Limitations of the Analysis and Data
A limitation of the present analysis is that the original data on populations and mortality counts in the study regions in the 1970–1978 study period were lost and had to be reconstructed using census, population growth rate, and mortality rate data.15 Because age-adjusted rates were available only for all cancers combined, we had to estimate age-adjustment for site-specific cancer rates based on the reported effect of age-adjustment on the rates for all cancers. The statistical methods of calculating RRs and CIs assume that actual population and mortality data are used; thus our estimates do not account for unmeasured uncertainty from estimation of lost data and age-adjustment.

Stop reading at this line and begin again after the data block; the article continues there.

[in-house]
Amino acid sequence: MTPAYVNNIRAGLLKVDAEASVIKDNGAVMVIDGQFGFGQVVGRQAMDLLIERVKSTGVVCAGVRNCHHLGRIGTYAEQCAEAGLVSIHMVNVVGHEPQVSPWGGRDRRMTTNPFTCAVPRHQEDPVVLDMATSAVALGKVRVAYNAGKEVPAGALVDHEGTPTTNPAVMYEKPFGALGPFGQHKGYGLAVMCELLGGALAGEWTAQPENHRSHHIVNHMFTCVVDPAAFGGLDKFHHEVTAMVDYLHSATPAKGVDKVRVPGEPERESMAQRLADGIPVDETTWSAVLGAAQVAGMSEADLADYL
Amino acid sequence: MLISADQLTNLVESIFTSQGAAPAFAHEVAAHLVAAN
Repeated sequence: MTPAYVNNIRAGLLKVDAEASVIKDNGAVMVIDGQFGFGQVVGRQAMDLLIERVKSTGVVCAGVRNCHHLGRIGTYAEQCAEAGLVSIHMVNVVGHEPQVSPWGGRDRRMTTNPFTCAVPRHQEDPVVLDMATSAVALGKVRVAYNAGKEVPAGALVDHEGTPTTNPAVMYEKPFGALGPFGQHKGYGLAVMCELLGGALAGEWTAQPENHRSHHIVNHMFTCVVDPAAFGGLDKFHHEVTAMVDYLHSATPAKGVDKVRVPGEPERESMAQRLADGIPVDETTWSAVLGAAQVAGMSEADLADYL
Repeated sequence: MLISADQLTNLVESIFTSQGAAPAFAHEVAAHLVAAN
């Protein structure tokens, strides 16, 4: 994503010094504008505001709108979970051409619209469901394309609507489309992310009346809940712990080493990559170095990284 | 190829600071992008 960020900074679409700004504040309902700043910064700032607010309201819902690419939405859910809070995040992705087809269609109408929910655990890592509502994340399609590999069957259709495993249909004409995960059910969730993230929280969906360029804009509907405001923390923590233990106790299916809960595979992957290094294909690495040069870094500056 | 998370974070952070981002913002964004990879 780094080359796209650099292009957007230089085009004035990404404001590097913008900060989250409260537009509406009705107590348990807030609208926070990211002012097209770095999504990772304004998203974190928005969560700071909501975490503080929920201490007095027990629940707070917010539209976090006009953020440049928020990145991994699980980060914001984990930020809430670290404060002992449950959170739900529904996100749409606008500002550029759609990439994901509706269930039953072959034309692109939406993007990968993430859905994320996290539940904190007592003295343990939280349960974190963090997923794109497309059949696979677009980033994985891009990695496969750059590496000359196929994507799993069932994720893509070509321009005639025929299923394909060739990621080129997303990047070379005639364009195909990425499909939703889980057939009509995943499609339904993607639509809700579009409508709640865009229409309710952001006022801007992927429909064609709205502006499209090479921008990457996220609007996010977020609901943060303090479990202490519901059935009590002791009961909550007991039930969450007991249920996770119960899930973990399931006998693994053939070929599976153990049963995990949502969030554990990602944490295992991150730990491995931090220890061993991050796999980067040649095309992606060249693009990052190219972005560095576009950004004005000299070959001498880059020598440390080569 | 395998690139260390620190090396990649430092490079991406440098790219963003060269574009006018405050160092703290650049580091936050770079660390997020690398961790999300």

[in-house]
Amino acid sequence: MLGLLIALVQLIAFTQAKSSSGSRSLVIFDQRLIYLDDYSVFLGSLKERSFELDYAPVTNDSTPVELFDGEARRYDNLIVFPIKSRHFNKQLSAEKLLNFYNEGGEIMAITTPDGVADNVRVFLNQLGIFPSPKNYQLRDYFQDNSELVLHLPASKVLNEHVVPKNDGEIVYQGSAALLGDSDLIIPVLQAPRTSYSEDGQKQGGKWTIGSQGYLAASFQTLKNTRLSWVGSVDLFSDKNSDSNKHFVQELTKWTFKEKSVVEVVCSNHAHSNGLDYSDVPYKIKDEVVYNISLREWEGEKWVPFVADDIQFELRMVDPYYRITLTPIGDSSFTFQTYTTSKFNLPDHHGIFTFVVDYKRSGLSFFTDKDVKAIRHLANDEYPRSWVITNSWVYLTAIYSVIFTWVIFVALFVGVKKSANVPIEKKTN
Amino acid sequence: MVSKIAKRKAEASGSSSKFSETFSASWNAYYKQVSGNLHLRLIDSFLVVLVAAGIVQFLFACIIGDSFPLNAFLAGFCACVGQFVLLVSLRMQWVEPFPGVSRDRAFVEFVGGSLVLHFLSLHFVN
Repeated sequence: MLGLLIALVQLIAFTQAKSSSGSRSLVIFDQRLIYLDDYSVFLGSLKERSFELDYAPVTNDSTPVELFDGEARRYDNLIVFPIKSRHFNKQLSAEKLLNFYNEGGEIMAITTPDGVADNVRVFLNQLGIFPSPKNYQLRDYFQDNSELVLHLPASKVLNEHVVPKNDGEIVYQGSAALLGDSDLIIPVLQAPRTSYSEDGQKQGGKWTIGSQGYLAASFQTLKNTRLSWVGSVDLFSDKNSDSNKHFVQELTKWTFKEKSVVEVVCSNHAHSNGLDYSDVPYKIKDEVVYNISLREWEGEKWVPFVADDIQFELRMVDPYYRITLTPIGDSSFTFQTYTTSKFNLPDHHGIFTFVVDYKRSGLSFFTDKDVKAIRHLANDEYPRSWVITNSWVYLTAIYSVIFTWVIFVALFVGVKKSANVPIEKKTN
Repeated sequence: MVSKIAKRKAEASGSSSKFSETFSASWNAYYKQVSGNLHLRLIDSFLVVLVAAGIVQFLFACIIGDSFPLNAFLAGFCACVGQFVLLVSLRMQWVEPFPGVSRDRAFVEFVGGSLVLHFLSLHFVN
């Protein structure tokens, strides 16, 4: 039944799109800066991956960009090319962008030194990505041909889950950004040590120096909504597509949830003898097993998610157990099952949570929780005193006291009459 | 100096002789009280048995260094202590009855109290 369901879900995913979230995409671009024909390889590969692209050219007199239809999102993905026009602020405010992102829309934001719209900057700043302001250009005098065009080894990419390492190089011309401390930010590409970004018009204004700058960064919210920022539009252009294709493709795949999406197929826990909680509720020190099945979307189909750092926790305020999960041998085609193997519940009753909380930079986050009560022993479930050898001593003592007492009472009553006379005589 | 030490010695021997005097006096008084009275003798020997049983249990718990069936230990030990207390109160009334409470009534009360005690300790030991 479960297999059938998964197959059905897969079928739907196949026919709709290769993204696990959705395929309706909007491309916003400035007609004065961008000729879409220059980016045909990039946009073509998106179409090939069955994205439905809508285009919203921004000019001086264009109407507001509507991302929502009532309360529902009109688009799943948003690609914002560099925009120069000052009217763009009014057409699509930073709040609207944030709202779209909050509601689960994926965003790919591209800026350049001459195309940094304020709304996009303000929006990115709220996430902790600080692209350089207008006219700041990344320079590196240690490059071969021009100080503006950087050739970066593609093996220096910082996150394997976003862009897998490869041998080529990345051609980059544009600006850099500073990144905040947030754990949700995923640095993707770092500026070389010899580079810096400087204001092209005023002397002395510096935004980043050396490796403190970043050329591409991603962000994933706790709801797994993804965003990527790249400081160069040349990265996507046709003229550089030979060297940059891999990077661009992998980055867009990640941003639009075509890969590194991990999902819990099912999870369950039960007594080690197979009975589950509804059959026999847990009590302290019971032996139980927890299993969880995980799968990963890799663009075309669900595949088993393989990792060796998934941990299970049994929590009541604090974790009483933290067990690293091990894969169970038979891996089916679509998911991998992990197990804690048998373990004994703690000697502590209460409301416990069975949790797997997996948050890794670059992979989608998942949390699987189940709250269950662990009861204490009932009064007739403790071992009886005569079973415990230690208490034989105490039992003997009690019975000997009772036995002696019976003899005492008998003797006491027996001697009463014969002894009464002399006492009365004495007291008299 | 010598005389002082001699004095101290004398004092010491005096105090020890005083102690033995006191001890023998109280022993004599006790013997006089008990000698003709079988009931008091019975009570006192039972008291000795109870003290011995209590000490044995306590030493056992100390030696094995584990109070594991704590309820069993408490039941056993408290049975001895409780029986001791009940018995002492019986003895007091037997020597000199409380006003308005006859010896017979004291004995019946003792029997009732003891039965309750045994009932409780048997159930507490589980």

Another limitation is the ecological epidemiologic study design, in which there were no exposure data on individuals. Exposure was inferred based upon living in a geographic region with any Cr+6-contaminated drinking-water wells. While ecological studies can be useful for identifying associations between cancer and water contaminants, they are viewed more often as hypothesis-generating than as hypothesis-testing because of potential exposure misclassification.44,45 In the present study, it is likely that some people residing in regions classified as exposed were not actually exposed because not all wells in exposed regions were in the contamination plume. Conversely, some persons in study regions classified as unexposed may have been exposed due to previously residing in a contaminated area. Because the study regions were not wholly exposed and unexposed, the RRs may have been attenuated (closer to 1.00) in comparison with RRs based on wholly exposed and unexposed populations.45